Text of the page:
US citizens shot dead by Mexican drug gangs
By Adam Thomson in Mexico City
Published: March 14 2010 22:53 | Last updated: March 14 2010 22:53
Three people with links to the US consulate in the Mexican border city of Ciudad Juárez were gunned down at the weekend by “drug cartel hit teams”, according to a US official.
A consulate employee and her husband, both US citizens, were murdered while driving in the violent border city, which neighbours El Paso, Texas. Their baby daughter, who was sitting in the back seat, survived the attack.
In a separate incident the husband of a Mexican consulate employee was killed while driving through the city, one of the world’s most violent. According to media reports, his two children were injured in the attack.
On Sunday Mike Hammer, the White House National Security Council spokesman, said Barack Obama, US president, was “deeply saddened and outraged” by the news of the killings.
Mexico’s foreign ministry issued a statement condemning the murders and promised to work with the US government to investigate the crime. “Mexican authorities will work tirelessly to throw light on the circumstances surrounding the crime,” it said.
The murders come as Mexico suffers a wave of violence associated with the government’s war on organised crime, which it has made its policy cornerstone.
At the weekend, local media reported the murder of 31 people in and around the Pacific-coast beach resort of Acapulco in what are believed to be drug-related murders. At least two of the victims were found decapitated.
The crimewave has provoked the US to issue travel warnings for citizens planning on visiting Mexico’s border cities. On Sunday the US state department announced that its diplomats working in six northern Mexico cities were told they could send family members home.
But so far this year, Ciudad Juárez has borne the brunt of the crime. During the first two months of 2010, 410 people were murdered in the sprawling, industrial city. Last year there were 2,600 murders in the city, which has a population of 1.3m.
Felipe Calderón, Mexico’s centre-right president, has sent thousands of troops to patrol the city’s streets in the past 12 months in an attempt to restore order.
But federal police officers and military personnel complain they do not have sufficient intelligence to combat the crime groups effectively.
A recent poll showed that the violence was taking its toll on the government, with Mr Calderón’s image as a leader at 47 per cent – the lowest point since he took office in December 2006.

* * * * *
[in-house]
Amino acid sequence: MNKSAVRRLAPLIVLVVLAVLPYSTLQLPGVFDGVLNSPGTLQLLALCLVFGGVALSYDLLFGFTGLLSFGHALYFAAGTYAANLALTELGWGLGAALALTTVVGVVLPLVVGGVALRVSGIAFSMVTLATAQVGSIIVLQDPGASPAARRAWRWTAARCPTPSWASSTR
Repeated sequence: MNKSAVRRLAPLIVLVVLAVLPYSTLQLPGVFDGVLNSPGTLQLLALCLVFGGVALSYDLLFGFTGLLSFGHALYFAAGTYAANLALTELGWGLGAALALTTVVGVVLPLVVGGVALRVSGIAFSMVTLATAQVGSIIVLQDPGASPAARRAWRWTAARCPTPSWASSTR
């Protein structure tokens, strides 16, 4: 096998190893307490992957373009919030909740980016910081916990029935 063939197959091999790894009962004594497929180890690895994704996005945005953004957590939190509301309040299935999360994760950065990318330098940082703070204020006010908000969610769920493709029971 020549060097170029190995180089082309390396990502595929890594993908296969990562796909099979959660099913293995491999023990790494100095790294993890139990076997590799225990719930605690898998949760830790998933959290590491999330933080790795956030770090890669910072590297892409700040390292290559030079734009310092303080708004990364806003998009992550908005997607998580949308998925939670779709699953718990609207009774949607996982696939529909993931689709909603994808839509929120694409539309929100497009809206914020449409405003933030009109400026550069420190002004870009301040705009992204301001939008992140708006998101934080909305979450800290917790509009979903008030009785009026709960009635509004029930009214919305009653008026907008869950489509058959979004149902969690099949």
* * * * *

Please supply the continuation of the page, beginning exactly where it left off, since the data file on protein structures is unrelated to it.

Mensaje editado por eudocio
03-16-2010 10:44 PM - editado 03-16-2010 10:44 PM
U.S. vows FBI help after Mexico killings 15 Mar 2010 19:30:33 GMT
* State Dept says consulate closed for security review
* U.S. says too early to say if diplomats targeted
* U.S. in for long haul in Mexico's anti-drug fight
WASHINGTON, March 15 (Reuters) - The United States pledged support for Mexico on Monday in its war against drug gangs as the FBI joined the investigation of the murders of two Americans and a Mexican linked to the U.S. consulate in a violent border city.
"The tragedy of this weekend just underscores how severe and significant a danger this represents to Mexico, to the United States, to the hemisphere," State Department spokesman P.J. Crowley told a news briefing.
"We all share that determination that ultimately, through a variety of means, we will take back these streets one community at a time."
U.S. President Barack Obama on Sunday voiced outrage over the murders, part of a surge in drug-related violence along the U.S.-Mexico border that has alarmed Washington.
An American employee of the consulate in Cuidad Juarez and her husband were shot dead by suspected drug gang hitmen as they left a consulate social event.
A Mexican man married to another consulate employee was killed around the same time in another part of the city, just across the border from El Paso, Texas, after he and his wife left the same event.
Crowley said the consulate in Cuidad Juarez would remain closed on Tuesday as officials reviewed security and that the Federal Bureau of Investigation had mobilized teams to assist Mexican authorities investigating the incident.